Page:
On Middays it was me from 1985 – 1998 when Clear Channel took over, and I returned in 2009. The Doctor had taken over the midday shift for a while, as had JR, Kat and Jenn. JR is now on afternoons, Doc (Chris Garrett) is the Program Director for both WHEB and WGIR/Rock 101 and is one of the genuises that brought the station to prominence in the late 80’s/early 90’s along w/ MD Scott Laudani. It’s been an amazing run for both Doc and Greg at WHEB and they should be credited with the longterm success of the station.

    The AM license was turned in to the FCC (1989?) and the station was bombarded by the older folks w/ their AM 75 umbrellas in hand! Donald Fanning, Scott Hooper, Howie Leonard – all phenomenal broadcasters who were great veterans of AM radio. It’s a tough sell these days.

  13. Oh, the memories this brought back. I was actually an intern @HEB around the time the station changed their format from The Star Station to the more rock format so I got to know Norm plus the nighttime jock, a then unknown Tom Bergeron.
    Since there was no dedicated playlist like there is these days there were times I remember him throwing on Knights in White Satin or some other long format song and running across the street to Dunkin’ Donuts. Good memories.

  14. If anyone could post Tom Bergeron’s version of “Marty Feldman Eyes” on YouTube or something, I’d be immensely grateful. I’m not as young as I used to be, and it’s starting to fade from my memory…

  15. if I remember correctly AM750 ceased broadcasting in 1991 because the tower needed to be replaced (it was ready to fall over) and there wasnt enough revenue and audience to keep it on the air. it was not a daytimer, rather it had to sign off at local Atlanta sunset time so as to not interfere with WSB. Norman Knight once told me that he tried unsuccessfully several times to persuade WSB’s owners to allow WHEB AM to broadcast at night but they steadfastly refused.

  16. You HAVE to do a YouTube upload of the Bergeron edition of Marty Feldman Eyes…

    This is a great trip down memory lane. My father, Cliff, was GM at the station for several years and my brother and I recall WHEB with great fondness.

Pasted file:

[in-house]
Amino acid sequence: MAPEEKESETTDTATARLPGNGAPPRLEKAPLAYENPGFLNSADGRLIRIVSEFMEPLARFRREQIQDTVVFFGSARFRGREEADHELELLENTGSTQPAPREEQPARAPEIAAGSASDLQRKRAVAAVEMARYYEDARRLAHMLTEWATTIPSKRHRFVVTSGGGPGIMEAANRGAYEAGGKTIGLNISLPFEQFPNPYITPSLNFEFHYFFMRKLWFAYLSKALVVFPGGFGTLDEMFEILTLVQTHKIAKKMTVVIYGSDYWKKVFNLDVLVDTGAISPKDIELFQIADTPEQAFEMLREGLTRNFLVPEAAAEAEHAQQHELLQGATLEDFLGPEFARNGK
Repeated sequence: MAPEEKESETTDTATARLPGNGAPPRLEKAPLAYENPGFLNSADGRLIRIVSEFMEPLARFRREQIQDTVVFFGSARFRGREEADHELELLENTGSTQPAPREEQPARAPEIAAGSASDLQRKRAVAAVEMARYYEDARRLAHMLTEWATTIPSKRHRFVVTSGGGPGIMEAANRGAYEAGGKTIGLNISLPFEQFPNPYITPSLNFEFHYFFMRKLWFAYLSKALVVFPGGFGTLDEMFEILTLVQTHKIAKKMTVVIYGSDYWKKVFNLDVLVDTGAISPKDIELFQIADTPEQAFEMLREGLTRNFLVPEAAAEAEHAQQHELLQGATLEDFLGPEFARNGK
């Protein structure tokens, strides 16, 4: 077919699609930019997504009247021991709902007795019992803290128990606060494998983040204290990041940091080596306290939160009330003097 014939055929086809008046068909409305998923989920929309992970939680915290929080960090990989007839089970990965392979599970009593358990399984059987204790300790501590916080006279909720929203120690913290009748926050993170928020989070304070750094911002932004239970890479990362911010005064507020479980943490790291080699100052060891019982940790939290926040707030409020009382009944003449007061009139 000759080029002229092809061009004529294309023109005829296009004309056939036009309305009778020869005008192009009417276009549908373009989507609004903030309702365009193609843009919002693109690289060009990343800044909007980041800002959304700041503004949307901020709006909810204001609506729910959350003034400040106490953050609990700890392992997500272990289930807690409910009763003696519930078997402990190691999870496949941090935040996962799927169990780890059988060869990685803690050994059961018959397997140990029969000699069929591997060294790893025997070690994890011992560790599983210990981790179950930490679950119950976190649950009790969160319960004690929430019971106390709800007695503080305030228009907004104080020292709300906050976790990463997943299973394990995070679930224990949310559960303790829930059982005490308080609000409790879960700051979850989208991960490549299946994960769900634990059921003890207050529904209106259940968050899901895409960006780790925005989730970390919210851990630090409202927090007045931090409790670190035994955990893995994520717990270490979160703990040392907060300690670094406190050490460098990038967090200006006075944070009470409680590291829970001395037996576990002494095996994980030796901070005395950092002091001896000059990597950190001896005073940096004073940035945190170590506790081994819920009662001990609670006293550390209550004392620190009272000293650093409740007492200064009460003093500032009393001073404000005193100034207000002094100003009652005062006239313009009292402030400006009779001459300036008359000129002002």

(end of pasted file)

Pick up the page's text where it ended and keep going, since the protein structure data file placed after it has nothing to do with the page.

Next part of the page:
Great find!! THANKS!

    1. Jay… I don’t think there’s a YouTube video in our future. Sorry, no can do. But if you want a copy of this aircheck since your father was the GM, contact me, I’m sure I can send you an mp3 or CD.

      Best Regards,
      Steve ‘West’

  17. Somewhere in my basement or attic I have a booklet about tourism and shopping in the south coast region of Maine and it has a full page ad for WHEB. I got it in York Beach around ’76 or ’77 and I remember tearing the American Top 40 logo out of it to save somewhere else. Good station as I remember and the AM had good regional coverage. If I ever happen upon that booklet I’ll scan and send it.

    Another station I remember from Maine vacations during my teen years was WTSN in Dover, NH. Any tape from them around?

  18. What a great “blast from the past.” Norm Thibeault, Tom Bergeron, and the late Bill McDermod helped make even a 12-hour shift on a gate at Pease AFB (and the cold/wet weather that sometimes came with it) more bearable. (“Low temperatures near the freezing mark.”)
    Their humor, trivia, etc. meant a lot to me and my coworkers, and we were also privileged to know the stars at the Star Station off-duty as well. They were great guys as well as excellent DJs.
    Rock on, Norm.

  19. Lori D

    Do you know/remember who the man was that worked the morning show with Greg before Andy Blacksmith? I can remember the names of two previous female team members – Jeanmarie and Courtney – but cannot recall the man’s name …..He was there when Roadkill started… Many thanks

  20. Does anyone know who was the afternoon DJ in 1972/3? I had a conversation with him as just a 15 year old after he disparaged the talent of Donny Osmond 🙂 and said he would not have a career once his voice changed. I called to defend him, very upset. Years later as Donny was on Dancing with the Stars (with Tom Bergeron) and headlining in Vegas, I so wanted to let him know that Donny was still going strong 30 years later!
    But he was nice enough to take time to talk to a young teenager person to person which I always appreciated. I just wished I could remember who it was!

  21. Norm, your studio was just down the street from my business, The Video Store. Tom Bergeron did our Grand Opening remote. I remember when WHEB changed format, WKXR, a 3K Watt station in Exeter had changed to hard rock and was blowing WHEB off the map. Ted Garland came to the station and was promptly fired. He came into my store and unloaded. He was not a happy camper. Later, the sales Mgr. came in was trying his to tell me this was a “Good Move”. I did not renew our contract. Tom Bergeron had just moved on to bigger & better things just a few weeks before. I miss those days on Congress St.

  22. Hello Frank! Reelization Recording Studio was short-lived on Congress Street. My partner Valerie and i moved the studio out to Route 1 in Rye due to rising rents in Portsmouth. I still love Portsmouth, though! As for the format change at WHEB, I believe that the station had to adapt to changes in the audience. WKXR, renamed WERZ, showed that WHEB-FM had moved too far in the direction of Adult Contemporary to hold onto a youthful audience.